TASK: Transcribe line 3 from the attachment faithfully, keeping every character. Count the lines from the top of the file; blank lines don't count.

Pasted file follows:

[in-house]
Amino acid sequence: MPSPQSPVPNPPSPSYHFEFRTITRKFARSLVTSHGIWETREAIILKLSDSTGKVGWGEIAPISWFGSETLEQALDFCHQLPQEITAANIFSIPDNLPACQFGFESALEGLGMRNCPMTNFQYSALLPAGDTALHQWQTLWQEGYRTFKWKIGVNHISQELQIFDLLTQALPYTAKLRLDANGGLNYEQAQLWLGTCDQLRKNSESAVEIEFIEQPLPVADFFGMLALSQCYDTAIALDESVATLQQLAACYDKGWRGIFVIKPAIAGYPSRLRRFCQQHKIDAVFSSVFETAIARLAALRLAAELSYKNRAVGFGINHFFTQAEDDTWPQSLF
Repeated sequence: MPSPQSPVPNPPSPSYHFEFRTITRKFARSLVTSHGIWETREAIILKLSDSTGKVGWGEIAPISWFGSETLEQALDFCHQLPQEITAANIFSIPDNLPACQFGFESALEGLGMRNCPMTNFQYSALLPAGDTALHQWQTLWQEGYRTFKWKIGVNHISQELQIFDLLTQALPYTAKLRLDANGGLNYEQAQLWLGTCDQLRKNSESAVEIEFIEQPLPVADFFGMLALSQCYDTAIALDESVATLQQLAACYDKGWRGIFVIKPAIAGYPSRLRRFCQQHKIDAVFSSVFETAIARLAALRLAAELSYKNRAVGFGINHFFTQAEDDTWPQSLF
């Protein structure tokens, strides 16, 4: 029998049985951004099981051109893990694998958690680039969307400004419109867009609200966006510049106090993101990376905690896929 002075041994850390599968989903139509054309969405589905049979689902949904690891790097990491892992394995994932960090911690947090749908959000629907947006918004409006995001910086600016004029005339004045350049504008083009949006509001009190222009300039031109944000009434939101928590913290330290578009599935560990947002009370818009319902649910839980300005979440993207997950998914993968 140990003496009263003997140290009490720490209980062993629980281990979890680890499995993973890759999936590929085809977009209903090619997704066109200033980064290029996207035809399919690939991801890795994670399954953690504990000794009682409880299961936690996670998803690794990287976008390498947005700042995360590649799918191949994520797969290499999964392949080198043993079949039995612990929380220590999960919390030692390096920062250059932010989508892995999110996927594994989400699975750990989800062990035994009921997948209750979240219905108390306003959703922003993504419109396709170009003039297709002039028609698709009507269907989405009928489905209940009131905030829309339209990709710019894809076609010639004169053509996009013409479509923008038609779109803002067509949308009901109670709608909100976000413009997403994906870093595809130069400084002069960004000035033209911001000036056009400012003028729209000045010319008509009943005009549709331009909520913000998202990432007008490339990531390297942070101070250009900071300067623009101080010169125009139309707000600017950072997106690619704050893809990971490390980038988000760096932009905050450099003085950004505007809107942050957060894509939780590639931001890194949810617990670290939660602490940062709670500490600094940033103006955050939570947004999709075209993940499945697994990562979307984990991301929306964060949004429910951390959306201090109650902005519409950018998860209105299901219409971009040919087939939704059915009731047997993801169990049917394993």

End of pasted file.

Repeated sequence: MPSPQSPVPNPPSPSYHFEFRTITRKFARSLVTSHGIWETREAIILKLSDSTGKVGWGEIAPISWFGSETLEQALDFCHQLPQEITAANIFSIPDNLPACQFGFESALEGLGMRNCPMTNFQYSALLPAGDTALHQWQTLWQEGYRTFKWKIGVNHISQELQIFDLLTQALPYTAKLRLDANGGLNYEQAQLWLGTCDQLRKNSESAVEIEFIEQPLPVADFFGMLALSQCYDTAIALDESVATLQQLAACYDKGWRGIFVIKPAIAGYPSRLRRFCQQHKIDAVFSSVFETAIARLAALRLAAELSYKNRAVGFGINHFFTQAEDDTWPQSLF